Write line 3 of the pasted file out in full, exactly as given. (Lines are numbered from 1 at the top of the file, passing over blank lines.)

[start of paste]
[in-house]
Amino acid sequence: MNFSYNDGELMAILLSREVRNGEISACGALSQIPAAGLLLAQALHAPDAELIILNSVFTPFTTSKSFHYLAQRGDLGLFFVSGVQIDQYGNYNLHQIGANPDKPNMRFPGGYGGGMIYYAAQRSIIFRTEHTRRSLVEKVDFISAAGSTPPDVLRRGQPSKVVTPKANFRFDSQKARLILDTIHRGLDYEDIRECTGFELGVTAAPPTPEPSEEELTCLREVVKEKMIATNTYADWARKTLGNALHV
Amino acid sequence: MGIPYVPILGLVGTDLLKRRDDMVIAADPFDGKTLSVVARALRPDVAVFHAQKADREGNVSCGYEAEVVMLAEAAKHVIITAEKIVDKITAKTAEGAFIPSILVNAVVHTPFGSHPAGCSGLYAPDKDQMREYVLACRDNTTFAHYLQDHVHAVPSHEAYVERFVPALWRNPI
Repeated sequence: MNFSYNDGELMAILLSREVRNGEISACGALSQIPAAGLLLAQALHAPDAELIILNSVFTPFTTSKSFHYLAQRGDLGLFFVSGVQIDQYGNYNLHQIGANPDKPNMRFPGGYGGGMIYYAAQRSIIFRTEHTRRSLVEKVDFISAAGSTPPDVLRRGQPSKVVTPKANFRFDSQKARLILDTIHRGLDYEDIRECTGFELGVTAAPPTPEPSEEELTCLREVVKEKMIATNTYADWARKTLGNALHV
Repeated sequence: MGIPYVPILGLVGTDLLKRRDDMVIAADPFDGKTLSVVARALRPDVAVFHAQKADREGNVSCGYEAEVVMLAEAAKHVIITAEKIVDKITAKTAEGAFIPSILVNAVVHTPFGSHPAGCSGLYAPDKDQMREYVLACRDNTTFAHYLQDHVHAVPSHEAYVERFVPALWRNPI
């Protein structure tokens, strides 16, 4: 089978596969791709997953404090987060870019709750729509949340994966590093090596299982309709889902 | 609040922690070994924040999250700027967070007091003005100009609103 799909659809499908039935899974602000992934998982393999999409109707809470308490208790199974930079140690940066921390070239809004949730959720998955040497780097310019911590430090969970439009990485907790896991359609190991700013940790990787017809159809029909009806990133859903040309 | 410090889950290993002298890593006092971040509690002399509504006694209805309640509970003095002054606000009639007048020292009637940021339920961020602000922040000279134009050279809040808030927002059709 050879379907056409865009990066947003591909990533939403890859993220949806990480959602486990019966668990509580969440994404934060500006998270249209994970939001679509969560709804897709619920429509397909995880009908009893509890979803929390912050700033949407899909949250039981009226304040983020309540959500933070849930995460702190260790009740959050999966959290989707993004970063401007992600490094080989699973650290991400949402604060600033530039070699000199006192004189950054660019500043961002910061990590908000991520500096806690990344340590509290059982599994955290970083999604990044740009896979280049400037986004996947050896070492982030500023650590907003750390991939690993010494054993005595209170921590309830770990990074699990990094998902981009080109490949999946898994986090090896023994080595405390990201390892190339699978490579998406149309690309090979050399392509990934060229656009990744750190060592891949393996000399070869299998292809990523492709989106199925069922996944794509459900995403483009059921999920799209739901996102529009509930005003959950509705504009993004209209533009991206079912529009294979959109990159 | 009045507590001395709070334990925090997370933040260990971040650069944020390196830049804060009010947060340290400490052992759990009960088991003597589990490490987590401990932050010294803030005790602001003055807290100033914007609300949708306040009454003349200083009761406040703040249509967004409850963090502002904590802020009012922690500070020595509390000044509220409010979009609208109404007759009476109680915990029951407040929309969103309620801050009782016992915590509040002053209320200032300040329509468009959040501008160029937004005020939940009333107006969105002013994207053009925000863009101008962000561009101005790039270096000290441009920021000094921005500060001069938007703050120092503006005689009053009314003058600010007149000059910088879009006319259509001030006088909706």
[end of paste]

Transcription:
Amino acid sequence: MGIPYVPILGLVGTDLLKRRDDMVIAADPFDGKTLSVVARALRPDVAVFHAQKADREGNVSCGYEAEVVMLAEAAKHVIITAEKIVDKITAKTAEGAFIPSILVNAVVHTPFGSHPAGCSGLYAPDKDQMREYVLACRDNTTFAHYLQDHVHAVPSHEAYVERFVPALWRNPI